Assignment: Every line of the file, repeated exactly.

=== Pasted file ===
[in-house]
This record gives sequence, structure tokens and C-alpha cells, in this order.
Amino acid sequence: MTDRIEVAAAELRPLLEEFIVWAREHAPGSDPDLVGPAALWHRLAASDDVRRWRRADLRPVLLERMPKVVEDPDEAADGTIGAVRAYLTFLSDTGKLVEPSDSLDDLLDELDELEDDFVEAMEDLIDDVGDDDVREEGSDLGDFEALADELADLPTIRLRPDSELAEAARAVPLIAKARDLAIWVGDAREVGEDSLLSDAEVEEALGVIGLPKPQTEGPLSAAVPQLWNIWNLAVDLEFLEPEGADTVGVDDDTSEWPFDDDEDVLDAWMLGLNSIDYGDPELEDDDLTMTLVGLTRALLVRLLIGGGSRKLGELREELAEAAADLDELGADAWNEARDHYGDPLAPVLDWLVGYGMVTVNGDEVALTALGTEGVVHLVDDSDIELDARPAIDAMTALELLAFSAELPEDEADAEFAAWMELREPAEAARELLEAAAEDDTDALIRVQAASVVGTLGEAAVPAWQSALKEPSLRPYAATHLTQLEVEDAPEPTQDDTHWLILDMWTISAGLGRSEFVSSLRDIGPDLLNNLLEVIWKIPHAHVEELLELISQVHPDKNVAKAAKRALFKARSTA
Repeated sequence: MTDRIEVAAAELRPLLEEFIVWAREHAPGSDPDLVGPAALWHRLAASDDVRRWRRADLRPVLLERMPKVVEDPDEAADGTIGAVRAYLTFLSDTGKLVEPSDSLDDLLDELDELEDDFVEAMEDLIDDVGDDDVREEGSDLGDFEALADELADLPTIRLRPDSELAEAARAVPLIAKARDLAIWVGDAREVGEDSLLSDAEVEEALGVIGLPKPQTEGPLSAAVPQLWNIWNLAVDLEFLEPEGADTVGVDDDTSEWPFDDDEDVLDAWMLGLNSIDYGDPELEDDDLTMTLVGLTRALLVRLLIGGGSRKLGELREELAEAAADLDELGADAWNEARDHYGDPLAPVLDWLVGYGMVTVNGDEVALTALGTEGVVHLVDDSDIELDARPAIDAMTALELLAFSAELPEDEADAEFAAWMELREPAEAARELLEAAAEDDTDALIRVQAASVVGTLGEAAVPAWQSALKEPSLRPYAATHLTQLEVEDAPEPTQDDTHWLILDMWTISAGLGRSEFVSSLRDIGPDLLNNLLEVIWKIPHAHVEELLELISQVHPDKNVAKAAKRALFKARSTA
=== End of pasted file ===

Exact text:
[in-house]
This record gives sequence, structure tokens and C-alpha cells, in this order.
Amino acid sequence: MTDRIEVAAAELRPLLEEFIVWAREHAPGSDPDLVGPAALWHRLAASDDVRRWRRADLRPVLLERMPKVVEDPDEAADGTIGAVRAYLTFLSDTGKLVEPSDSLDDLLDELDELEDDFVEAMEDLIDDVGDDDVREEGSDLGDFEALADELADLPTIRLRPDSELAEAARAVPLIAKARDLAIWVGDAREVGEDSLLSDAEVEEALGVIGLPKPQTEGPLSAAVPQLWNIWNLAVDLEFLEPEGADTVGVDDDTSEWPFDDDEDVLDAWMLGLNSIDYGDPELEDDDLTMTLVGLTRALLVRLLIGGGSRKLGELREELAEAAADLDELGADAWNEARDHYGDPLAPVLDWLVGYGMVTVNGDEVALTALGTEGVVHLVDDSDIELDARPAIDAMTALELLAFSAELPEDEADAEFAAWMELREPAEAARELLEAAAEDDTDALIRVQAASVVGTLGEAAVPAWQSALKEPSLRPYAATHLTQLEVEDAPEPTQDDTHWLILDMWTISAGLGRSEFVSSLRDIGPDLLNNLLEVIWKIPHAHVEELLELISQVHPDKNVAKAAKRALFKARSTA
Repeated sequence: MTDRIEVAAAELRPLLEEFIVWAREHAPGSDPDLVGPAALWHRLAASDDVRRWRRADLRPVLLERMPKVVEDPDEAADGTIGAVRAYLTFLSDTGKLVEPSDSLDDLLDELDELEDDFVEAMEDLIDDVGDDDVREEGSDLGDFEALADELADLPTIRLRPDSELAEAARAVPLIAKARDLAIWVGDAREVGEDSLLSDAEVEEALGVIGLPKPQTEGPLSAAVPQLWNIWNLAVDLEFLEPEGADTVGVDDDTSEWPFDDDEDVLDAWMLGLNSIDYGDPELEDDDLTMTLVGLTRALLVRLLIGGGSRKLGELREELAEAAADLDELGADAWNEARDHYGDPLAPVLDWLVGYGMVTVNGDEVALTALGTEGVVHLVDDSDIELDARPAIDAMTALELLAFSAELPEDEADAEFAAWMELREPAEAARELLEAAAEDDTDALIRVQAASVVGTLGEAAVPAWQSALKEPSLRPYAATHLTQLEVEDAPEPTQDDTHWLILDMWTISAGLGRSEFVSSLRDIGPDLLNNLLEVIWKIPHAHVEELLELISQVHPDKNVAKAAKRALFKARSTA